At about 8:00 a.m. on the morning of June 10, Godwin called Lieutenant Ulmer and informed him that he was on his way back to Kooskia and wanted to know where he could meet with him. Lieutenant Ulmer told Godwin to meet him at the Kooskia Sheriff's Office. Instead of Lieutenant Ulmer, however, Detective Hewson met Godwin when he arrived and the two went to a conference room for an interview.

         Upon initial questioning, Godwin told Detective Hewson that he had been up in Dudley, Idaho, the previous day. Detective Hewson asked Godwin if he knew why they wanted to talk to him. Godwin replied that Lieutenant Johnson had told him that Anderson had been murdered, but claimed he didn't know who Anderson was. After Hewson told Godwin that people had seen him in the Kooskia area past the time Godwin said he left, the following exchange occurred:

Q. Okay. Well, there's people that definitely saw you here at 7:00 last night.
A. (Inaudible). No, wasn't here at 7:00.
Q. There's people that saw you at the trailer at 7:00, Jason. That's what I'm talking about.
A. (Inaudible).
Q. I'm not trying to ride you, please.
A. Okay.
Q. Okay. I don't like treating people like that, but you got to kind of understand what I am-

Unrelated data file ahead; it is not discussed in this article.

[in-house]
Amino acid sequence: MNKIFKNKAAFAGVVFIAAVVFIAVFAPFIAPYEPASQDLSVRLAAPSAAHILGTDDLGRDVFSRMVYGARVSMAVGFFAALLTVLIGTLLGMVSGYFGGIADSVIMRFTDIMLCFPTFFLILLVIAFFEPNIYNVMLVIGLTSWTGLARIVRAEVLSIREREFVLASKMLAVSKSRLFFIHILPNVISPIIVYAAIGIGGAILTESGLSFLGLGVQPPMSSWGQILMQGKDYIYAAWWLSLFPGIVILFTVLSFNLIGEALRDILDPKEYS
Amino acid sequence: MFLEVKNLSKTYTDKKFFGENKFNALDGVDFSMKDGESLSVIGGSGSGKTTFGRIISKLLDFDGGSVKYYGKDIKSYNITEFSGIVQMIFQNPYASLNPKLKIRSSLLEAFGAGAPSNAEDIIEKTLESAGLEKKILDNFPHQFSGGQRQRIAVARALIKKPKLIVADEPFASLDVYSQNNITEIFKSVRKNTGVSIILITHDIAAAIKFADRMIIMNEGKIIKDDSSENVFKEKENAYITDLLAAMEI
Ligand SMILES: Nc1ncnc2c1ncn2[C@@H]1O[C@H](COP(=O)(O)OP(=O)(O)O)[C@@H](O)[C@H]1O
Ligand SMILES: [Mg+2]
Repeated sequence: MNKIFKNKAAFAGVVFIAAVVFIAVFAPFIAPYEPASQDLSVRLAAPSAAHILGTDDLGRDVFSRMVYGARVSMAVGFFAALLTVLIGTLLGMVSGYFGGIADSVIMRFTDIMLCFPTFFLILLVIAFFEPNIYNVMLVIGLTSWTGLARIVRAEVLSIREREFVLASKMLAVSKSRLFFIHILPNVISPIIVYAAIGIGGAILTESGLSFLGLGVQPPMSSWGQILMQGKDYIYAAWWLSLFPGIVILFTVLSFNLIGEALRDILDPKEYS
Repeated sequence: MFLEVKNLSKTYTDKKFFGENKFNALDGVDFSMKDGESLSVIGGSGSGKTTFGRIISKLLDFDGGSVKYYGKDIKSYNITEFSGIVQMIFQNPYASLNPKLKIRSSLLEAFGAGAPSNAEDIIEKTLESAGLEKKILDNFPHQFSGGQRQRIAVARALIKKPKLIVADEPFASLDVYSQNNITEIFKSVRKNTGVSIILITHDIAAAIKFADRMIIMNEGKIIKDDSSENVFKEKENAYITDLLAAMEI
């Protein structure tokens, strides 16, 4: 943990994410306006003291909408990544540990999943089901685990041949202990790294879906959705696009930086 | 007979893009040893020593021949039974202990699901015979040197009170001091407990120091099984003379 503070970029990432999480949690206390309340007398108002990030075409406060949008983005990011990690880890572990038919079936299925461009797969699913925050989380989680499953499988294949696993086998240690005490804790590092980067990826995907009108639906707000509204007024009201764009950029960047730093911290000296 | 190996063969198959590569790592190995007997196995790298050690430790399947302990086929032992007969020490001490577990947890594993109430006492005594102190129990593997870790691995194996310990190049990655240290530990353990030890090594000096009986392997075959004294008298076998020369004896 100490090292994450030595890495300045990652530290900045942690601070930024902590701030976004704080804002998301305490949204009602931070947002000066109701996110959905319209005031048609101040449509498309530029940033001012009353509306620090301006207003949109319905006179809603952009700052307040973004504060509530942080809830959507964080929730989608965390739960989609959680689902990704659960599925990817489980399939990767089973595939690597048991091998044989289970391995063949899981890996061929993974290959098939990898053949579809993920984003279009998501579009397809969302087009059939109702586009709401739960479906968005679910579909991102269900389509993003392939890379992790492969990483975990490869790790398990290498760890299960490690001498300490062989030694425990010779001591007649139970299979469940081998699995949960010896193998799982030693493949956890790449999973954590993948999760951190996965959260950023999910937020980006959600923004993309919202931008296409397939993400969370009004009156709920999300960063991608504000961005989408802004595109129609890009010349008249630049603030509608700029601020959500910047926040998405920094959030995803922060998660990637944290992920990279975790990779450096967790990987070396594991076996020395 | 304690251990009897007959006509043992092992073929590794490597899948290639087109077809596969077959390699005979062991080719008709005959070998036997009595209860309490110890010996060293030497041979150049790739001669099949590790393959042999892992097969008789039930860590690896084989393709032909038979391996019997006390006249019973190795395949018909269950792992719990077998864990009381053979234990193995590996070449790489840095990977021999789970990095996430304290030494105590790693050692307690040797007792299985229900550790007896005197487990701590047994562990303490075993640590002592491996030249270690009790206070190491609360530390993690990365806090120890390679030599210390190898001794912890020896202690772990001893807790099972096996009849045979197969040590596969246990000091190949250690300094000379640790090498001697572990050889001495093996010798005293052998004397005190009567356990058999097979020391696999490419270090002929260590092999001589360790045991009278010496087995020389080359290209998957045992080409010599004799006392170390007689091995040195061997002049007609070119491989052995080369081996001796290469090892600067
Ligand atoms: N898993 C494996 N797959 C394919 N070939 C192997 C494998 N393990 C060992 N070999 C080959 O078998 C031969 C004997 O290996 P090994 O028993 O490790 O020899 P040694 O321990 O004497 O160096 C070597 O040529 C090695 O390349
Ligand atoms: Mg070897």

A. They're trying to accuse me of shooting this guy or (inaudible)?
Q. They are saying that, yes, something happened between you and him, and it was more or less an accident. And that's all we're trying to get cleared up. If something happened between you guys and it was an accident, I wish that you would talk to us about it.
A. Fine. Pulled up there and-
Q. What time?
A. - the guy pointed a gun at me, and I grabbed my gun and shot him.
Q. Okay.
A. And then I left.[1]

         Hewson asked follow-up questions, prompting Godwin to reveal more details about the shooting during which Godwin reaffirmed the shooting was in self-defense. Godwin also informed Hewson that he had taken the gun Anderson threatened him with and hid it in his trailer along with the firearm Godwin had used to shoot Anderson. Detective Hewson then decided to read Godwin his Miranda rights prompting the following exchange: